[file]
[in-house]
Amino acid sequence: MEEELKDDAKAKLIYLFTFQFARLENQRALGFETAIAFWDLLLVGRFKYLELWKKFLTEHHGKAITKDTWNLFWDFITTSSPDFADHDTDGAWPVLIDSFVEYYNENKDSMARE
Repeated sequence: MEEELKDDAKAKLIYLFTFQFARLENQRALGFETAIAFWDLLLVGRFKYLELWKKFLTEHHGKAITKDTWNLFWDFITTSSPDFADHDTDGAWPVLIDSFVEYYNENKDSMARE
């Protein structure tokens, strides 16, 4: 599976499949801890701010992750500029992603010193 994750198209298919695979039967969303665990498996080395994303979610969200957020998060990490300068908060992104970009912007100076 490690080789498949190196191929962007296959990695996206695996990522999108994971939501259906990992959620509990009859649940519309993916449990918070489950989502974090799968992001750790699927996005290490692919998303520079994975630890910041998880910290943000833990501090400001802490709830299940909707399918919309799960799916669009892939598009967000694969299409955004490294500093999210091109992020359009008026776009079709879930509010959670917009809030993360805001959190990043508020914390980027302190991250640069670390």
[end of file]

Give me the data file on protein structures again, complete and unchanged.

[in-house]
Amino acid sequence: MEEELKDDAKAKLIYLFTFQFARLENQRALGFETAIAFWDLLLVGRFKYLELWKKFLTEHHGKAITKDTWNLFWDFITTSSPDFADHDTDGAWPVLIDSFVEYYNENKDSMARE
Repeated sequence: MEEELKDDAKAKLIYLFTFQFARLENQRALGFETAIAFWDLLLVGRFKYLELWKKFLTEHHGKAITKDTWNLFWDFITTSSPDFADHDTDGAWPVLIDSFVEYYNENKDSMARE
């Protein structure tokens, strides 16, 4: 599976499949801890701010992750500029992603010193 994750198209298919695979039967969303665990498996080395994303979610969200957020998060990490300068908060992104970009912007100076 490690080789498949190196191929962007296959990695996206695996990522999108994971939501259906990992959620509990009859649940519309993916449990918070489950989502974090799968992001750790699927996005290490692919998303520079994975630890910041998880910290943000833990501090400001802490709830299940909707399918919309799960799916669009892939598009967000694969299409955004490294500093999210091109992020359009008026776009079709879930509010959670917009809030993360805001959190990043508020914390980027302190991250640069670390």